...the American College of Sports Medicine estimates that around half of elite athletes take vitamins in hopes of keeping their bodies fit and boosting endurance.
... It’s that American mentality,” says Jay Williams, a professor in the department of human nutrition, foods and exercise at Virginia Tech in Blacksburg. “If some is good, more is better.”
Except when it might be worse. In a scientific reboot, many newer, more rigorous studies are contradicting decades of previous thinking, finding little support for — if not outright harm from — antioxidant supplements for athletes. Although antioxidants obtained from food appear to do a body good, the colossal doses in supplements may disrupt a cell’s built-in system for coping with oxidative stress. And it appears that muscles under exertion may need a certain level of oxidative beating to adapt and strengthen over time. If the recent research holds up, it means one of the very things athletes commonly do to help their bodies could not only waste money but may even undermine the benefit from those hours of dedication.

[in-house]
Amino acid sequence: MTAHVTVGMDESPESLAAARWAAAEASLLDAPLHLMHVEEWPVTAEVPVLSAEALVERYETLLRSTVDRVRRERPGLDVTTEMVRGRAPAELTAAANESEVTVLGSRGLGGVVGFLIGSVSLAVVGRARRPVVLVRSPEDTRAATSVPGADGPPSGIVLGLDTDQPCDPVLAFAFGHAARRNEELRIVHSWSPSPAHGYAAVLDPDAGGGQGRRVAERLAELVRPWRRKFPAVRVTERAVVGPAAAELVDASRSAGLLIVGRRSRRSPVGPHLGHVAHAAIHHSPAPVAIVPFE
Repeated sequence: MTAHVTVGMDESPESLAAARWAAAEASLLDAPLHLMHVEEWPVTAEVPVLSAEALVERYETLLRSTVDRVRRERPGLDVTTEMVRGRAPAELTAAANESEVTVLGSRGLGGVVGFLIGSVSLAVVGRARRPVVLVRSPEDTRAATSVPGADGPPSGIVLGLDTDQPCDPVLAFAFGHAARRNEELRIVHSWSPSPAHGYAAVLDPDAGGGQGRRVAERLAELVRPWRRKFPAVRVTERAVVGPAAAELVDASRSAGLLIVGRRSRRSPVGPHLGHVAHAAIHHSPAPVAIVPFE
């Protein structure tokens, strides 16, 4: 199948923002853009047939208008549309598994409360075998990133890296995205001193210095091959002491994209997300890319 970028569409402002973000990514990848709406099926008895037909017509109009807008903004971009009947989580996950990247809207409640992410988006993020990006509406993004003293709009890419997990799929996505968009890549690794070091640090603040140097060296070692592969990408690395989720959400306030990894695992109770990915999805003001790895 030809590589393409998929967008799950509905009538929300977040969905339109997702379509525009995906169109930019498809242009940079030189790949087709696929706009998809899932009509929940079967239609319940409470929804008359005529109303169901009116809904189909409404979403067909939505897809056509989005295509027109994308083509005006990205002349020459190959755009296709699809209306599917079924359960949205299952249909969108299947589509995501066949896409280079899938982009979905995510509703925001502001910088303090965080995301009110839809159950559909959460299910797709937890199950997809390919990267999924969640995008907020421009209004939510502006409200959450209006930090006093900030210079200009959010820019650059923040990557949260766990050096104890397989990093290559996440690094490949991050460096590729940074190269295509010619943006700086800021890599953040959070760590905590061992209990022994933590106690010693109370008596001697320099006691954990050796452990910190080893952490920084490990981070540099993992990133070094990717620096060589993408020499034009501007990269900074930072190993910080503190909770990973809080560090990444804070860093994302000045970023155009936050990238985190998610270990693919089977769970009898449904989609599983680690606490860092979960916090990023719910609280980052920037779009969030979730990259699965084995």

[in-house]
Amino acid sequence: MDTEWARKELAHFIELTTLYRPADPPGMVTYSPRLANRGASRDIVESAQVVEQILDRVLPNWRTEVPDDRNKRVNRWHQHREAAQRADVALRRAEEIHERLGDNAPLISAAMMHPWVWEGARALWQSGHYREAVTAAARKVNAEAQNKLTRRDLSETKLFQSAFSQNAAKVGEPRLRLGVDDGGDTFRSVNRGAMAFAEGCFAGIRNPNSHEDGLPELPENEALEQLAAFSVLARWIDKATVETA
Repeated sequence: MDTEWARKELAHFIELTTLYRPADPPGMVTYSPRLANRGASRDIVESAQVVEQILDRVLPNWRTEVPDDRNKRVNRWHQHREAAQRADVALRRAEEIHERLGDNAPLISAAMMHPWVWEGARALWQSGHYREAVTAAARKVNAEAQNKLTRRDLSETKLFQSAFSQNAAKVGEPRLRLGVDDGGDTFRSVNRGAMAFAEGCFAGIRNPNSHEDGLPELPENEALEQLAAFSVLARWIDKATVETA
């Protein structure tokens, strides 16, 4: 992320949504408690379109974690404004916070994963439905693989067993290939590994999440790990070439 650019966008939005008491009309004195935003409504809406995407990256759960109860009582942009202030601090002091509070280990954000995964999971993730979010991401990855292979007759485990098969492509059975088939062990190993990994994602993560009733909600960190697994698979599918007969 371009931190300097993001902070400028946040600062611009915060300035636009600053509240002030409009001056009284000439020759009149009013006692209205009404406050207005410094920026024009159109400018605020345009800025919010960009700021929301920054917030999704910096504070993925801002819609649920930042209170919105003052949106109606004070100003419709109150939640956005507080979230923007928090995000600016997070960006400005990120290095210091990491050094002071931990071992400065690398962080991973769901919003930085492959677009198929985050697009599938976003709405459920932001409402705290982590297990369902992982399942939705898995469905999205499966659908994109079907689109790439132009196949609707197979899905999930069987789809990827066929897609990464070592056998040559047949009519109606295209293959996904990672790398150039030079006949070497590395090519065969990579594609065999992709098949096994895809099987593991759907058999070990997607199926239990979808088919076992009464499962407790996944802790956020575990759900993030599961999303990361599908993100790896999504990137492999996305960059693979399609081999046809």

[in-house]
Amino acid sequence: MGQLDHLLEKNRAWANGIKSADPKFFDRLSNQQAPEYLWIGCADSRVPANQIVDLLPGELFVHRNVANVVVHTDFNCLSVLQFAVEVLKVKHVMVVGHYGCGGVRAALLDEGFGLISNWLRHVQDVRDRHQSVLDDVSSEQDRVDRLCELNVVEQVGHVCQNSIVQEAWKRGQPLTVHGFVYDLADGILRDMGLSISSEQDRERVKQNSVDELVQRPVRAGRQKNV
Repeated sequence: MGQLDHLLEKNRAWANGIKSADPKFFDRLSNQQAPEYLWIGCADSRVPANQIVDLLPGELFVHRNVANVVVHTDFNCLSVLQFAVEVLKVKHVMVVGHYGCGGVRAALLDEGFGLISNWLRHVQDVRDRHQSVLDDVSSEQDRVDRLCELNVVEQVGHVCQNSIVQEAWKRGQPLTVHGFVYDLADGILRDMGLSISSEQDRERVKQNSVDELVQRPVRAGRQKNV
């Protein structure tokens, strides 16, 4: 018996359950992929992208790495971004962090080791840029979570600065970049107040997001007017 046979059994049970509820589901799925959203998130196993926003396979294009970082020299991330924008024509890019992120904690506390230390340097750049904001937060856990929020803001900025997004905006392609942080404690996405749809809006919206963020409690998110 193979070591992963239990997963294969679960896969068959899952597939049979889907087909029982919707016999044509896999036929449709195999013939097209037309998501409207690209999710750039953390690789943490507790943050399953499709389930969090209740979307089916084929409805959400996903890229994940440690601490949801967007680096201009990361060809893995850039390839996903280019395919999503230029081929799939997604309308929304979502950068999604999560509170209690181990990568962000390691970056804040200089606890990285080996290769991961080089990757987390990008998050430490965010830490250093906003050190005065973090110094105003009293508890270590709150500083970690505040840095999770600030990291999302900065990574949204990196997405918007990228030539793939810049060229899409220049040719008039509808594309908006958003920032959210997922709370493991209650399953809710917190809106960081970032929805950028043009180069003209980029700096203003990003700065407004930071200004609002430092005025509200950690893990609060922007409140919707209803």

Be sure to read the entire article. At best, the research suggest little harm; at worst it suggests a substantial negative.
A healthy diet surely needs little supplementation. Special cases for special reasons always exist, but it makes little sense that carefully chosen foods are somehow inadequate, especially since the body is adaptable an frugal when necessary.